Humans have a very high potential to do great things. But having said that, the outcomes of our actions are very volatile. Some individuals can make a huge impact, while others amount to doing really dumb things. Humanity as a whole can be the cause of our own destruction, but we can also pave the way for reaching new heights and improve the lives of others and those to come. Human potential can be awesome or downright superficial, but to say that all of those outcomes are up to chance is grossly underrating that human potential.
Such is my interpretation of what goes on in this anime.
No Game No Life introduces us to two of the most unlikely candidates for humanity’s hope: the shut-in sibling pair Sora and Shiro. In the online community, they are collectively known as Blank, the greatest gamers out there. No matter what rules, what mechanics, or what strategy is involved, they’ll find a way to beat the game. But when Sora and Shiro are invited into a world where games are a way of life, the comfort of their dark bedroom is long gone, as they find themselves at the core of humanity’s (or should I say Immanity’s) last kingdom.
You’ll have to forgive me if I mess up on the minute details of this show from here on out. I honestly didn’t follow it as closely as the loudest fans out there, so many of the names and places are a little fuzzy to me.
One thing that does disturb me are the visuals of this anime (which you will definitely not get from reading the light novel). Sora and Shiro’s new world consists of a lot of very bright colors that practically glisten on the screen. It’s almost as if the presentation of the anime was trying to irritate other shut-ins in dark rooms while they were watching this, as they would identify with our protagonists’ strife. And I thought I go out and get sunlight often enough!
Humanity in this new world is near their own destruction, as they rank the lowest of the 16 races. The other races seem to be the most adept in a variety of games — mastering strategies, techniques, and resources beyond human intuition. And when games are the law, of course humanity’s going to get the short end of the stick. Like I said at the beginning of this review, human potential is very volatile, and that can mean being at the lowest potential.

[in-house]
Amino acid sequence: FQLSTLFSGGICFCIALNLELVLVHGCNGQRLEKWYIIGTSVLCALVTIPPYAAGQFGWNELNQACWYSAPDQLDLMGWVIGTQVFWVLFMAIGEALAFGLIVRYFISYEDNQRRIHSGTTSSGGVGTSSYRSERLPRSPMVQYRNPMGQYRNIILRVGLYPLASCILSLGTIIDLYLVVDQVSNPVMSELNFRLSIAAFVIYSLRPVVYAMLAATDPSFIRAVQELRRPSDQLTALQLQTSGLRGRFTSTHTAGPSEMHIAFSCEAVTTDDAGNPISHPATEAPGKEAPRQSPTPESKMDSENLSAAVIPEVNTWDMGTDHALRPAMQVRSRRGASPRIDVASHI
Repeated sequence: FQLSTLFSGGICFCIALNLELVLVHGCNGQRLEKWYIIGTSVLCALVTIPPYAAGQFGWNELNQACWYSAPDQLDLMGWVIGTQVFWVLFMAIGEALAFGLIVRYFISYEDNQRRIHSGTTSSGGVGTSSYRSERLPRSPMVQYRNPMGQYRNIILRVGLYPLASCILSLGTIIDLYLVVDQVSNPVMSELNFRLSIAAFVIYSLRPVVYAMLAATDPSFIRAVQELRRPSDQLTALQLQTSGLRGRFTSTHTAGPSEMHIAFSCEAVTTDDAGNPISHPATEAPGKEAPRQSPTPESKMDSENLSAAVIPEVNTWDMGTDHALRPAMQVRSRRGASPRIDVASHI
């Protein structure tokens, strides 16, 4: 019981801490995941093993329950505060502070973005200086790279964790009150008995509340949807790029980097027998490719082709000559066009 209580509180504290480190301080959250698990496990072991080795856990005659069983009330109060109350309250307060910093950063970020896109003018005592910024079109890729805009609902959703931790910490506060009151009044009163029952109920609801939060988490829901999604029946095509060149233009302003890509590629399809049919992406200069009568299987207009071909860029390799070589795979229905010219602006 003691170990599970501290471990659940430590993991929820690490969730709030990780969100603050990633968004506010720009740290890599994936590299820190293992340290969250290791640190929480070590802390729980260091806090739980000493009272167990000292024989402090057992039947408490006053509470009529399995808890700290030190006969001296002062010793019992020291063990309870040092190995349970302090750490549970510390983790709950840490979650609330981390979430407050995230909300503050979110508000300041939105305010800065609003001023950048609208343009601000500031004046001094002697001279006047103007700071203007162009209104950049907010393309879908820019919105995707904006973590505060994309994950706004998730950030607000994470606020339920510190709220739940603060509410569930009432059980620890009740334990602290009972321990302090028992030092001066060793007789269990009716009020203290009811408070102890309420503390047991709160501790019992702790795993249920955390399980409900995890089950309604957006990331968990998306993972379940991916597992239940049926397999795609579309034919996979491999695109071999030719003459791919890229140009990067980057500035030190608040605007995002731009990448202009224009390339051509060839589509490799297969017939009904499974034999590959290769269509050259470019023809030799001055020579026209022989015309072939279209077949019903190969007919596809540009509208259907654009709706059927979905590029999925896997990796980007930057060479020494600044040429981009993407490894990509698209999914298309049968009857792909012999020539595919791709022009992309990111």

When Sora and Shiro first arrive, they are clearly not impressed with the skills and mentality of humans. But when they team up with the late king’s granddaughter Stephanie Dola, they accept the challenge to become humanity’s last hope. It’s not exactly out of pity, as it is that Blank would never back down on one of the biggest challenges of their life: for humanity to conquer the world, starting from the worst possible position!
But what makes these new kings of humanity so special? I suppose one thing other folks like is their cleverness, and how badass Sora and Shiro are when it comes to gaming. You know, that whole “god-mode” mentality that a lot of fans seem to like?
It probably doesn’t surprise most of you when I say that I’m not very fond of such protagonists, hence why I can’t say that I like this show nearly as much as others. But it’s not in my style to always criticize a show by putting it down, because I’m bound to get some kind of weird message from some butt-hurt fan when I do.
One thing I do like about Sora is his ideology. That’s not the same as his god-like mentality of never losing, but his stance on what humanity means to him.
At one point, Sora admits to being a shut-in from the real world because he doesn’t like other humans at all. He finds most individuals to be distasteful or otherwise the worst of the worst (my words, not necessarily his). But even so, he wouldn’t back down on humanity as a whole, just for the vast majority of scum out there. Sora doesn’t think of human potential as how it is for the majority of humans, as that would likely just mean lots of stupidity. He believes in humanity for that greater potential to transcend beyond even the unforeseen limitations.
History has shown us that humans can be terrible, but it has also shown us that humans can be the saving grace of their own kind. Sora recognizes the beauty behind the potential of being either the best or the worst out there. And through strategy, experience, and taking as many risks as possible, Sora and Shiro will find a way to reach for the greatest potential in the medium they love most.
The world they live in now is a world bound by the laws of gaming. But of all the rules, the tenth one is perhaps the most important rule of them all. It is the reason Sora and Shiro never insist on completely destroying the other races, nor ever insist on taking control of everything. For the people, this world is how their way of life; but as outsiders, Sora and Shiro are just here to play the game. That being said, I would like to end with the words of the tenth law, that I believe speak to the true purpose of this anime:
So if you’re looking for an anime that will restore your faith in humanity, or you just want to see a couple of badass characters win at everything, watch No Game No Life. And if for some reason you didn’t like my review, that’s okay. There are plenty of folks out there who have already written about this one.